Hastings Metals Technology has ticked another box for its Yangibana rare earths project in Western Australia, receiving governmental approvals for environmental management and a revised mining proposal.
The Department of Water and Environmental Regulation approved the company’s Flora and Vegetation Environmental Management Plan as a condition of its original approval from 2019.
This condition stipulated the plan must satisfy the chief executive officer of the WA Environmental Protection Authority (EPA).
In addition, Hastings received approval for a revised mining proposal from the Department of Mines, Industry Regulation and Safety (DMIRS).
These approvals allow for early works at the site to continue, as Hastings endeavours to become the next major rare earths producer in Australia.
Yangibana is located 250 kilometres north east of Carnarvon with total granted leases covering 650 square kilometres.
Across these tenements, Hastings is believed to own a resource of up to 10.3 million tonnes at an average grade of 0.43 per cent neodymium and praseodymium.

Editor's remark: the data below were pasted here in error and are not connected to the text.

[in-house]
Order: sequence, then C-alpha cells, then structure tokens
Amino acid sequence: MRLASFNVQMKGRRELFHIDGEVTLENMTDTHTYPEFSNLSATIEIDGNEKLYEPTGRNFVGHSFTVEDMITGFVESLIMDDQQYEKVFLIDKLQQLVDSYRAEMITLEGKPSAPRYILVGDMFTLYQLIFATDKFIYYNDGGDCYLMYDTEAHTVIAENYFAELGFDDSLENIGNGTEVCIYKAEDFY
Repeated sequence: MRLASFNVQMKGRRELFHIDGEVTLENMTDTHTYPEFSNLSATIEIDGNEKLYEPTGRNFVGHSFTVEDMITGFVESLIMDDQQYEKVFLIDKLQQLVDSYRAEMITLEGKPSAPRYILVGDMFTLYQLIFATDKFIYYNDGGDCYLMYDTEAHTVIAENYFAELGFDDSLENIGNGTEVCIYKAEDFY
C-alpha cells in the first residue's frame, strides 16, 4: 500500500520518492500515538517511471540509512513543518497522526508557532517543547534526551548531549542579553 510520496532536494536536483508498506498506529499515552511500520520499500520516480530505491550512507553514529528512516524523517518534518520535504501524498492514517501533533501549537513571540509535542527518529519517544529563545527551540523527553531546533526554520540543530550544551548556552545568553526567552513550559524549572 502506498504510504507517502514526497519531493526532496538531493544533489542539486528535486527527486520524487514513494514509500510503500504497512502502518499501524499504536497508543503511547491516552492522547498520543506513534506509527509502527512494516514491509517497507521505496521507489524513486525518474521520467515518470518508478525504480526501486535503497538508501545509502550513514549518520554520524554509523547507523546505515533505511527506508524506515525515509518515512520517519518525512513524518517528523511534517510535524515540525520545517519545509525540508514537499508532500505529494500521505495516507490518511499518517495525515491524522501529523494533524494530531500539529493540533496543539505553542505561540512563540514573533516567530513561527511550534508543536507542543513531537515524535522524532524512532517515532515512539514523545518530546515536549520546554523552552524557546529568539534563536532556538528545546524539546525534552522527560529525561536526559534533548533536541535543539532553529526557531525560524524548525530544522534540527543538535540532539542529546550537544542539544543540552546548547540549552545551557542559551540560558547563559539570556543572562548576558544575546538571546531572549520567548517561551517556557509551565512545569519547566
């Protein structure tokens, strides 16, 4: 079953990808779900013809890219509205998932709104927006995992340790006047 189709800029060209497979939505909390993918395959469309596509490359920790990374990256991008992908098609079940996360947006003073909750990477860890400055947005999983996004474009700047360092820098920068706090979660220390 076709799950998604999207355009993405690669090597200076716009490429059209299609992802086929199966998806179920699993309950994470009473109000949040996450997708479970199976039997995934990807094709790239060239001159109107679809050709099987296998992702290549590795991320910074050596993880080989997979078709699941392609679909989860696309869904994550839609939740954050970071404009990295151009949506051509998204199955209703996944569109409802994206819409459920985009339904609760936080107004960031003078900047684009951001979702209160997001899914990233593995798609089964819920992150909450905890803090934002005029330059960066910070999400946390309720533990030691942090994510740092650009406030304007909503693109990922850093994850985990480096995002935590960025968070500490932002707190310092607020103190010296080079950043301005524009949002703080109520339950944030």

Hastings has already received approval for a rare earths processing plant nearby in Onslow as part of the Ashburton northern strategic industrial area (ANSIA), 250 kilometres southwest of Dampier.
In October, Hastings executive chairman Charles Lew described the scope of the processing plant.
“The Commonwealth environmental approval will allow Hastings to construct the Onslow rare earths plant for a full production rate of 15,000 tonnes of MREC (mixed rare earths carbonate) per annum, unlocking the high-quality and praseodymium concentrate-rich rare earths carbonate that we will produce at Yangibana.”
BCI Minerals also became another emerging miner to receive approvals from the Western Australian Government, getting the nod for its environmental conservation efforts at the Mardie salt and potash project in the Pilbara.
BCI managing director Alwyn Vorster said the government had recognised the company’s devotion to responsible environmental management.
“The federal government’s support for Mardie is evidenced through a range of approvals, which also include $600 million of loan facilities and a ‘Major Project Status’ allocation to Mardie,” Vorster said.
“BCI has a strong commitment to environment and heritage protection and biodiversity conservation at Mardie.”